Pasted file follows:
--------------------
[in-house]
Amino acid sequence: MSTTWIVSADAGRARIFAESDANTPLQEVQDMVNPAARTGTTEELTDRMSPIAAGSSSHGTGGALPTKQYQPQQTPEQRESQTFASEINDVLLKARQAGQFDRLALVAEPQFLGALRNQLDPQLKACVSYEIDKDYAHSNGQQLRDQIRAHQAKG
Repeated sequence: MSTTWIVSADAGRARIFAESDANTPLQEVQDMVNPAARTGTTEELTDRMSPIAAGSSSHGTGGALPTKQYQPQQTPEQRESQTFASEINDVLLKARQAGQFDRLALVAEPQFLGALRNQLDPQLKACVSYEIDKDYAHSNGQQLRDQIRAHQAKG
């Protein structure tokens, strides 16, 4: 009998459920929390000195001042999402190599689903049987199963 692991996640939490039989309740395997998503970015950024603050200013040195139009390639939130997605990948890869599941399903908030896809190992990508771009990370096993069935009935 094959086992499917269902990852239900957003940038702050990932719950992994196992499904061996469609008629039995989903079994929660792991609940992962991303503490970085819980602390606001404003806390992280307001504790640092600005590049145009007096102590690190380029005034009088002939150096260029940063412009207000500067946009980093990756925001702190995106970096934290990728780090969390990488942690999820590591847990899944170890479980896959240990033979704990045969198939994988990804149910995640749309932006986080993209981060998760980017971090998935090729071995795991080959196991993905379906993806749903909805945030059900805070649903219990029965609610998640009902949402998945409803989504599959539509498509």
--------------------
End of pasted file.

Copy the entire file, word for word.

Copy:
[in-house]
Amino acid sequence: MSTTWIVSADAGRARIFAESDANTPLQEVQDMVNPAARTGTTEELTDRMSPIAAGSSSHGTGGALPTKQYQPQQTPEQRESQTFASEINDVLLKARQAGQFDRLALVAEPQFLGALRNQLDPQLKACVSYEIDKDYAHSNGQQLRDQIRAHQAKG
Repeated sequence: MSTTWIVSADAGRARIFAESDANTPLQEVQDMVNPAARTGTTEELTDRMSPIAAGSSSHGTGGALPTKQYQPQQTPEQRESQTFASEINDVLLKARQAGQFDRLALVAEPQFLGALRNQLDPQLKACVSYEIDKDYAHSNGQQLRDQIRAHQAKG
């Protein structure tokens, strides 16, 4: 009998459920929390000195001042999402190599689903049987199963 692991996640939490039989309740395997998503970015950024603050200013040195139009390639939130997605990948890869599941399903908030896809190992990508771009990370096993069935009935 094959086992499917269902990852239900957003940038702050990932719950992994196992499904061996469609008629039995989903079994929660792991609940992962991303503490970085819980602390606001404003806390992280307001504790640092600005590049145009007096102590690190380029005034009088002939150096260029940063412009207000500067946009980093990756925001702190995106970096934290990728780090969390990488942690999820590591847990899944170890479980896959240990033979704990045969198939994988990804149910995640749309932006986080993209981060998760980017971090998935090729071995795991080959196991993905379906993806749903909805945030059900805070649903219990029965609610998640009902949402998945409803989504599959539509498509």